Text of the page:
Nevertheless, during the stage of late capitalism, the state plays an increasingly important role in capitalist economic life. The illusion that the great monopolies, including the multinationals, “no longer need the state” has validity only during periods of rapid economic growth and boom. During an acute economic depression these gentlemen hold out their hands for state subsidies and orders just like the less important firms. (Examples: AKZO, ACEC/Empain and ACEC/Westinghouse in Belgium, British Leyland and Chrysler in Britain, Rhône-Poulenc in France.) Deciding which state will come to the aid of which monopolies in what forms and with what consequences is and will remain a decisive question in the context of the international competition that reigns among big capital.

This is also true of the inherent tendency of late capitalism to orient itself toward greater economic cooperation and more active programming between the state and the monopolies. The multinational monopolies have no interest in national economic planning. They could suffer from national protectionism. Rather, what they want is programming and protectionism applied over a broader geographical range.

Thus, for several years now the EEC has found itself midway between an economically strong “national” state and an economically strong sovereign federal state.

But such a weak and loose federation is not very effective economically and is not in position to intervene on a grand scale. Hence the alternative: Either there is a return to national protectionism in time of crisis or else there is forward motion toward a European federal state.

The present recession has thrown light on this dilemma. But it has not resolved it. The Tindemans report (requested of the Belgian prime minister in 1974 by his eight European colleagues of the EEC) is more a confession of impotence than a clear choice between growing disintegration or definitive consolidation of the EEC.

Originally, the EEC was a customs union, that is, a region of free circulation of commodities. This led to a shift in the location of factories (from which Belgian capitalism profited extensively during the 1960s), which gave rise to the desire for monetary and economic union.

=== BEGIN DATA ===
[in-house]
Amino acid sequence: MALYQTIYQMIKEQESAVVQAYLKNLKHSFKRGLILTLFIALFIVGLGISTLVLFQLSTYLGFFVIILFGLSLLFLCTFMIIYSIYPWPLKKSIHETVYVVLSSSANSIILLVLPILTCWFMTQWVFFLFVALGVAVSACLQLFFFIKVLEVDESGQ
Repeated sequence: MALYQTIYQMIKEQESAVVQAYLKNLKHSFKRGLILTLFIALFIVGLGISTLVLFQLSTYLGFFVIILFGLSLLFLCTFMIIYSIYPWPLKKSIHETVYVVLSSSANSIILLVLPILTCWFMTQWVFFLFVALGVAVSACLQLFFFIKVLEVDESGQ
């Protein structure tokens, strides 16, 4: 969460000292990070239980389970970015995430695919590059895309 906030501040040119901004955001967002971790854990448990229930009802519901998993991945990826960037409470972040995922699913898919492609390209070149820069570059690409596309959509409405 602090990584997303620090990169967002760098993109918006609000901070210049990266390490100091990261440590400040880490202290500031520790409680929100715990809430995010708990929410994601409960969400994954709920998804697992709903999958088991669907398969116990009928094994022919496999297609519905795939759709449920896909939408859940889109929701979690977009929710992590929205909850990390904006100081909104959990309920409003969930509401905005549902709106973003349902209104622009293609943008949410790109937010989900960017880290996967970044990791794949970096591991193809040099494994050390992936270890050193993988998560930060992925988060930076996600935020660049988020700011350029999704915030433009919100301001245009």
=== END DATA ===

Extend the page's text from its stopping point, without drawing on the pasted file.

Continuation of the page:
The six initial members of the EEC (France, West Germany, Italy, Belgium, the Netherlands, Luxembourg) wanted to bring this union about by 1980. A common currency (which would serve as the basis of the international monetary system alongside or even in place of the dollar), a common European budget, and a common credit policy would inevitably lead to a common rate of inflation, a common incomes system, and a common policy on investment, employment, and public works. This would thus lead to a common government and a federal state. That was the road that was and still is recommended by the bourgeois federalists and the reformists of the workers movement.

The major precondition for realizing such a project is the increasing homogenization of economic development: the growth rates of production, the rates of inflation, and the increases in incomes would have to be comparable in the various countries. During the 1960s this seemed to be increasingly the case. Today, however, it is not at all true of the “nine” (the original six plus Britain, Ireland, Denmark).

Britain and Italy are experiencing much higher rates of inflation, a growing decline in real wages and living standards, and a much lower growth in productivity and industrial production than West Germany, France, and the Benelux countries. Denmark and Ireland are also more fragile economically. This has eliminated the possibility of short- or medium-term monetary union, unless Germany, and to a lesser extent France and the Benelux countries, were prepared to finance the balance of payments deficit of Britain and Italy on a grand scale (among other ways through the creation of a common reserve of gold and money for a common West European currency) .